It’s quite depressing and unpleasant to ever think about this. Even if you believe in an afterlife, you’d rather not imagine yourself or your own children dead. Understandably, we all push the awareness of death back into the background of our minds. It’s still there, unconsciously affecting our thoughts, actions, and feelings, but remains unrecognised for the most part. Usually, it comes off as a constant unidentified anxiety and uneasiness.
In depression this anxiety is so extreme that you can barely go on with your life, but even the healthiest people aren’t completely free from it. Taking about death brings this creepy, unpleasant feeling back to the surface. That’s why talking about death at our Grand Meetup was so awkward and uncomfortable, and why we tried to turn it around with laughs.
The anxiety is always there, even if we don’t acknowledge it. And it drives our lives
Looking back, a lot of the things I did was at least partially motivated by trying to run away from this crippling fear and discomfort. Some of them were obviously unhealthy, like numbing myself with booze. In college I felt so miserable and unhappy, that I’d get completely wasted a few times a week, then spend the whole next day sick and hangover, then hate myself even more in result. I still wonder sometimes how I found my way out of this mess.
But even objectively good or neutral things can be sometimes used as a means to escape. Music, games, movies, TV series, magazines, sex, drugs, sports, fitness, dieting, shopping, work, social media, forums, blogs – even books, volunteering, religion, or spirituality, can all serve to push this anxiety further out of conscious awareness and reach. I’m not saying we shouldn’t do or enjoy any of these things. I’m just saying the true motives for doing them might be completely different from what we sincerely believe. Been there, done that, all of it.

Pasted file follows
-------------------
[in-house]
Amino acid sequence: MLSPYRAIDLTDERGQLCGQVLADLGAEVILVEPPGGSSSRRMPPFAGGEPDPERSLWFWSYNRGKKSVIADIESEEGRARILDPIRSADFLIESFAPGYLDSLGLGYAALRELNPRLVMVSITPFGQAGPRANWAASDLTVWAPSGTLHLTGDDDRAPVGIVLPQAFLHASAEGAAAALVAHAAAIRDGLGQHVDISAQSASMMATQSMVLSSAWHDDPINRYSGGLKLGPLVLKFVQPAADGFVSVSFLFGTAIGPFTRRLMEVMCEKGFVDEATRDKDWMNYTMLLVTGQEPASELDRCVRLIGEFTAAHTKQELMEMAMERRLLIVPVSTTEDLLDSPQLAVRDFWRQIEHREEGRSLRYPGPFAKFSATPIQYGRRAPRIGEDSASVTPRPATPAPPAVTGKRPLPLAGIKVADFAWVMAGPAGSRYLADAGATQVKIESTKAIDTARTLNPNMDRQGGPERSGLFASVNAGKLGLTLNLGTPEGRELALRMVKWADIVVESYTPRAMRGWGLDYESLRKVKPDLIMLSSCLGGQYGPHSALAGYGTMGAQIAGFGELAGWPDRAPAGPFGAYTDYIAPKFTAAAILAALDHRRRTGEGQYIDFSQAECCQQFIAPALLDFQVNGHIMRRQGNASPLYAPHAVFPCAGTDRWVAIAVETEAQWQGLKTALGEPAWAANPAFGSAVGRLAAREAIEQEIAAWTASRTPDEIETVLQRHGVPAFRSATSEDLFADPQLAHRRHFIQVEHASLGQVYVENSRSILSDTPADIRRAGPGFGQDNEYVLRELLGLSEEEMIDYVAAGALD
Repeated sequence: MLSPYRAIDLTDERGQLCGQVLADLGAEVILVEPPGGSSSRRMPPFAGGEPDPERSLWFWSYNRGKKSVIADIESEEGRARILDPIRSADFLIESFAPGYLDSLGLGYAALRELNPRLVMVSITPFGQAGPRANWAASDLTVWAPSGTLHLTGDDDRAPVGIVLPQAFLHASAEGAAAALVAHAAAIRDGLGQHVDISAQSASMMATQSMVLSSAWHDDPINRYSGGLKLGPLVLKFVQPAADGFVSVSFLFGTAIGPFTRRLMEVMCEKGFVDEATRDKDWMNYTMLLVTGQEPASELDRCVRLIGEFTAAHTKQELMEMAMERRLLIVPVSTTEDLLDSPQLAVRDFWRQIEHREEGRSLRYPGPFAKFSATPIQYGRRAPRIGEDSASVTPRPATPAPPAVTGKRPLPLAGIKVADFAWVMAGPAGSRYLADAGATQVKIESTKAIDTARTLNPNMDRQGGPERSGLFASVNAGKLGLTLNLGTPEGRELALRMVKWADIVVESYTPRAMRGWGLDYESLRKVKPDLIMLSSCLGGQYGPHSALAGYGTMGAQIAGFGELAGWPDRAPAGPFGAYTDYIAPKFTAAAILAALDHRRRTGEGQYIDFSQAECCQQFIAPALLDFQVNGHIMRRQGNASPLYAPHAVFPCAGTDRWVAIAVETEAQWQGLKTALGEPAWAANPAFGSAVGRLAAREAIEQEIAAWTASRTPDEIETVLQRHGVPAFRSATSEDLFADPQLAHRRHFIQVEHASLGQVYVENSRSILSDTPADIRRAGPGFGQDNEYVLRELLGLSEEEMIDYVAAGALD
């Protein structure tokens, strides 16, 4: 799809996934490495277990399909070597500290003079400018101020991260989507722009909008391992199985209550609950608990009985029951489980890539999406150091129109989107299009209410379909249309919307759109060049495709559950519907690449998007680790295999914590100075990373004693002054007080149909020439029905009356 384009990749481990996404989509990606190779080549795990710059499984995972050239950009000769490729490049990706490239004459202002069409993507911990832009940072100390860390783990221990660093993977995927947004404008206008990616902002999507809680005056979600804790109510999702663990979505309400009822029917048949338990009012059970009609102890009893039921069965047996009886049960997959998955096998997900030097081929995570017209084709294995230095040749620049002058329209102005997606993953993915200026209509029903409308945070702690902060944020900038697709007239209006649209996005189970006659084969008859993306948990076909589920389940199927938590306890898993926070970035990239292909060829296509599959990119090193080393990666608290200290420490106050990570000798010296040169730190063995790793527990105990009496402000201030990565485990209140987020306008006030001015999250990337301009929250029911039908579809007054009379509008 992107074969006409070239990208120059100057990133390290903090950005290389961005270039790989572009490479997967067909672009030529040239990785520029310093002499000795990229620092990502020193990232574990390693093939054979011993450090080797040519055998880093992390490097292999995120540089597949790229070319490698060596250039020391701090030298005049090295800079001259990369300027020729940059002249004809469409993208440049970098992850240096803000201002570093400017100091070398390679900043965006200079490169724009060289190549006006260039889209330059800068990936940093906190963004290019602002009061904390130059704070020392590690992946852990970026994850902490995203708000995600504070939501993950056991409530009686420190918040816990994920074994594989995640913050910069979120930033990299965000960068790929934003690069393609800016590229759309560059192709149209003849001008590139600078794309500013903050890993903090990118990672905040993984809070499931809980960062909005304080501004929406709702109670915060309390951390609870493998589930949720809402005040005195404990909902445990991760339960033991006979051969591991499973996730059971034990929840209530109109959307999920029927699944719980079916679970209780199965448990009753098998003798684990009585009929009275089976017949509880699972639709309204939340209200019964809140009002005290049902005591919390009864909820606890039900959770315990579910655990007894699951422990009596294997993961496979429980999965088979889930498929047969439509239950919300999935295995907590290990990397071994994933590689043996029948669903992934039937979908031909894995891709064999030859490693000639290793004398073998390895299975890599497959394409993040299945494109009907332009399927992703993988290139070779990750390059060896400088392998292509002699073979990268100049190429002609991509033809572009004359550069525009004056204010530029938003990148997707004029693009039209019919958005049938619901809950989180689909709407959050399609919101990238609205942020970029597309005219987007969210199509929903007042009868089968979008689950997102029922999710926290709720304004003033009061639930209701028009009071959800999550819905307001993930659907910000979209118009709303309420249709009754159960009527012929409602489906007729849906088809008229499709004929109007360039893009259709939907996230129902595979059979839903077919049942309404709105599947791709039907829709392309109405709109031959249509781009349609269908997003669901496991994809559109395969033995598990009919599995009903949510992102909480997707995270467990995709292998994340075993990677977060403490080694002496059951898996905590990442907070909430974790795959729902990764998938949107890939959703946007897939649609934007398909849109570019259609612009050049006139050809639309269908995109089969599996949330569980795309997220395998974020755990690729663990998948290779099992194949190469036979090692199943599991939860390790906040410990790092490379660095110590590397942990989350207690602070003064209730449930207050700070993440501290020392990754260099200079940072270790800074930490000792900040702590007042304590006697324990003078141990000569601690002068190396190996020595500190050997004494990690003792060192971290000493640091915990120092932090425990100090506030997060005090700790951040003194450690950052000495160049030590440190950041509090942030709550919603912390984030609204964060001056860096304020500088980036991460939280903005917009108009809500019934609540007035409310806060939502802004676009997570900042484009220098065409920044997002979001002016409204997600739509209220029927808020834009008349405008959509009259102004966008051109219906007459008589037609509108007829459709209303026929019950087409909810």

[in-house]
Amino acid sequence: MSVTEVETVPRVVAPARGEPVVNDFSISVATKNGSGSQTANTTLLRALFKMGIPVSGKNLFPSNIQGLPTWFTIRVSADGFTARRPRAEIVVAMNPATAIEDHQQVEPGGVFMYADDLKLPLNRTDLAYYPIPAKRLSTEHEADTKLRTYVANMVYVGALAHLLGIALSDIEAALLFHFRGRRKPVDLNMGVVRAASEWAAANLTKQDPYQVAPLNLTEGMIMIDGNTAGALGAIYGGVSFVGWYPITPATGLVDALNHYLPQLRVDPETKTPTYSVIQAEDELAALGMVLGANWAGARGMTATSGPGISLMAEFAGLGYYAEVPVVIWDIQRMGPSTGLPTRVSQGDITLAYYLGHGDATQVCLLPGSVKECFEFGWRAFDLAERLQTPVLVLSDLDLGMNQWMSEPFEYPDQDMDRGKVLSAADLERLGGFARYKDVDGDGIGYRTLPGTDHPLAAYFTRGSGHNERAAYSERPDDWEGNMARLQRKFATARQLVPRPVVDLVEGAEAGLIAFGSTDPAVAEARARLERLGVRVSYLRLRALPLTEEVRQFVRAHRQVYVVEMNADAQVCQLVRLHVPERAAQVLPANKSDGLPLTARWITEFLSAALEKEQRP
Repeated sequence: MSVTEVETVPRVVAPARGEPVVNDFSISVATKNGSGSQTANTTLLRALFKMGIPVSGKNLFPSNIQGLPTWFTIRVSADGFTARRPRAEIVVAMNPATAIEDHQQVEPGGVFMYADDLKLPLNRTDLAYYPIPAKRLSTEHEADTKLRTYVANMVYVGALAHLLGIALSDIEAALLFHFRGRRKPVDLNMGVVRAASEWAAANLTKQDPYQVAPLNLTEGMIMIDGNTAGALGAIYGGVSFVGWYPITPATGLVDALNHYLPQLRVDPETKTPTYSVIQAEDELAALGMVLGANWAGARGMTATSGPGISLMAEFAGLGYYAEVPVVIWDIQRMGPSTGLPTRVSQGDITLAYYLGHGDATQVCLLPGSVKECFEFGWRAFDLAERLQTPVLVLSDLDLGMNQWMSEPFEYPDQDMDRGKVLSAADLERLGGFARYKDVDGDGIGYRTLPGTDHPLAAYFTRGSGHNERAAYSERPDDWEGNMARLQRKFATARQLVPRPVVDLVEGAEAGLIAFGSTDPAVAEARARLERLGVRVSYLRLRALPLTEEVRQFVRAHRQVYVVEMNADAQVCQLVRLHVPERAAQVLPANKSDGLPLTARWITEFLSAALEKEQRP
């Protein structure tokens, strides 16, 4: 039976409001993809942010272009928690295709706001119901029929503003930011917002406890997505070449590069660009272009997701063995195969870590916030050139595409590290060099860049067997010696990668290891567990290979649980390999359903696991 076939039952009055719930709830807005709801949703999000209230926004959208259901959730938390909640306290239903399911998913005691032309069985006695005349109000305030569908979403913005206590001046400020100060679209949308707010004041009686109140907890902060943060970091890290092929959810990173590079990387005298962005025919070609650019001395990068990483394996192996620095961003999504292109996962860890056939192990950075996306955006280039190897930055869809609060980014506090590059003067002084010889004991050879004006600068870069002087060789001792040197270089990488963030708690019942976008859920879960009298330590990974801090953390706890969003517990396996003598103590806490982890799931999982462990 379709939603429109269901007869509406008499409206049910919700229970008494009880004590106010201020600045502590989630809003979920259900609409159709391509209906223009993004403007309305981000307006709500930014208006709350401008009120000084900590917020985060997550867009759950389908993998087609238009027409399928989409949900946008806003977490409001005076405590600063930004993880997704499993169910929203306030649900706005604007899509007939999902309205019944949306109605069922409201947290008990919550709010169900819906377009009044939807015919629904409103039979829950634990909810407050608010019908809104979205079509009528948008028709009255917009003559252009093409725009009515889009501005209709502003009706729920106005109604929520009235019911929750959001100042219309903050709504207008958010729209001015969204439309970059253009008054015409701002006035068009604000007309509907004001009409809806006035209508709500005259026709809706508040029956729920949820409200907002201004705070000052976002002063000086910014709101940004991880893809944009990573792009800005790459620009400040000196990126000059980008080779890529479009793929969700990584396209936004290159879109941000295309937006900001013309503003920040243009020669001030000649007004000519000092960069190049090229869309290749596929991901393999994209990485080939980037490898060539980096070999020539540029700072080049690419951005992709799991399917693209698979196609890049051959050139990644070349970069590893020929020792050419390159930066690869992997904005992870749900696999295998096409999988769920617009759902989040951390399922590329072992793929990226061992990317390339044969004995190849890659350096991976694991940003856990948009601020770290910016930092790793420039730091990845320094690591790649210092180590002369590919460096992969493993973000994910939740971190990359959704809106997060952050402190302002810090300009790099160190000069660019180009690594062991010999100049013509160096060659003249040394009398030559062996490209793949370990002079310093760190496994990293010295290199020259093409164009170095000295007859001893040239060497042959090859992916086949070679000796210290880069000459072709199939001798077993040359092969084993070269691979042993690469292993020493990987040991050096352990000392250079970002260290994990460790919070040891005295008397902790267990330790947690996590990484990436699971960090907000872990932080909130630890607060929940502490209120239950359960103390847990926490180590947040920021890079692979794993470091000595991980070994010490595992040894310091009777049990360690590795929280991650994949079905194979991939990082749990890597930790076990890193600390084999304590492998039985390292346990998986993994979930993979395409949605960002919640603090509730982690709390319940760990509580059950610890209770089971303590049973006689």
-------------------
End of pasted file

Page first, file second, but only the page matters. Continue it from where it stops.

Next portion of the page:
If you can’t stand feeling bored, it might be the background underlying anxiety that you actually can’t stand.
If you pull out your phone every 5 minutes, it might be an attempt to keep your mind busy enough not to think about it.
If you pride yourself on being busy all the time, there might be some thoughts at the back of your mind you’d rather not entertain.
If you feel like you need to reset yourself every weekend, there might be some facts about yourself you’d prefer to forget.
If you feel like you’re always running away from something, thinking about death can help
You may prefer not to ponder upon your own mortality, and that’s perfectly fine. But if you’re tired of winning the 2048 game for the 2048th time, and of scrolling your Twitter feed back-and-forth for hours on end, this kind of practice can help you regain control of your life by putting things in perspective. Stoic philosophers of Ancient Rome recommended meditating upon death to maintain the right attitude while you’re still here on Earth. As Marcus Aurelius had it:
A trite but effective tactic against the fear of death: think of the list of people who had to be pried away from life. What did they gain by dying old? In the end, they all sleep six feet under—Caedicianus, Fabius, Julian, Lepidus, and all the rest. They buried their contemporaries, and were buried in turn. Our lifetime is so brief. And to live it out in these circumstances, among these people, in this body? Nothing to get excited about. Consider the abyss of time past, the infinite future. Three days of life or three generations: what’s the difference?